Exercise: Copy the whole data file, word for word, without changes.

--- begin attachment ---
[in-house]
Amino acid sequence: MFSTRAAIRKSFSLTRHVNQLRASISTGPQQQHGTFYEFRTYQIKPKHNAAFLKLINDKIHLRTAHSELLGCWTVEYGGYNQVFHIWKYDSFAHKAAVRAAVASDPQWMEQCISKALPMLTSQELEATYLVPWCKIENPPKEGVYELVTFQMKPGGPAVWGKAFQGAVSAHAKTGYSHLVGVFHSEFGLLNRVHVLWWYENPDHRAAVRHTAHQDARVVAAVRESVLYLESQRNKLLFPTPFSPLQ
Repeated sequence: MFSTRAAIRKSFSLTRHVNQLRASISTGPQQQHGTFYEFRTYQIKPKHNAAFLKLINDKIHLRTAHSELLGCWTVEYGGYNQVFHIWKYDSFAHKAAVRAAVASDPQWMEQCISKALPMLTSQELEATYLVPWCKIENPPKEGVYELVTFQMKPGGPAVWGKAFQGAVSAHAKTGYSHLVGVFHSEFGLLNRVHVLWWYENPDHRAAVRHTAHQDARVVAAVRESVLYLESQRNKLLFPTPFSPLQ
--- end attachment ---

[in-house]
Amino acid sequence: MFSTRAAIRKSFSLTRHVNQLRASISTGPQQQHGTFYEFRTYQIKPKHNAAFLKLINDKIHLRTAHSELLGCWTVEYGGYNQVFHIWKYDSFAHKAAVRAAVASDPQWMEQCISKALPMLTSQELEATYLVPWCKIENPPKEGVYELVTFQMKPGGPAVWGKAFQGAVSAHAKTGYSHLVGVFHSEFGLLNRVHVLWWYENPDHRAAVRHTAHQDARVVAAVRESVLYLESQRNKLLFPTPFSPLQ
Repeated sequence: MFSTRAAIRKSFSLTRHVNQLRASISTGPQQQHGTFYEFRTYQIKPKHNAAFLKLINDKIHLRTAHSELLGCWTVEYGGYNQVFHIWKYDSFAHKAAVRAAVASDPQWMEQCISKALPMLTSQELEATYLVPWCKIENPPKEGVYELVTFQMKPGGPAVWGKAFQGAVSAHAKTGYSHLVGVFHSEFGLLNRVHVLWWYENPDHRAAVRHTAHQDARVVAAVRESVLYLESQRNKLLFPTPFSPLQ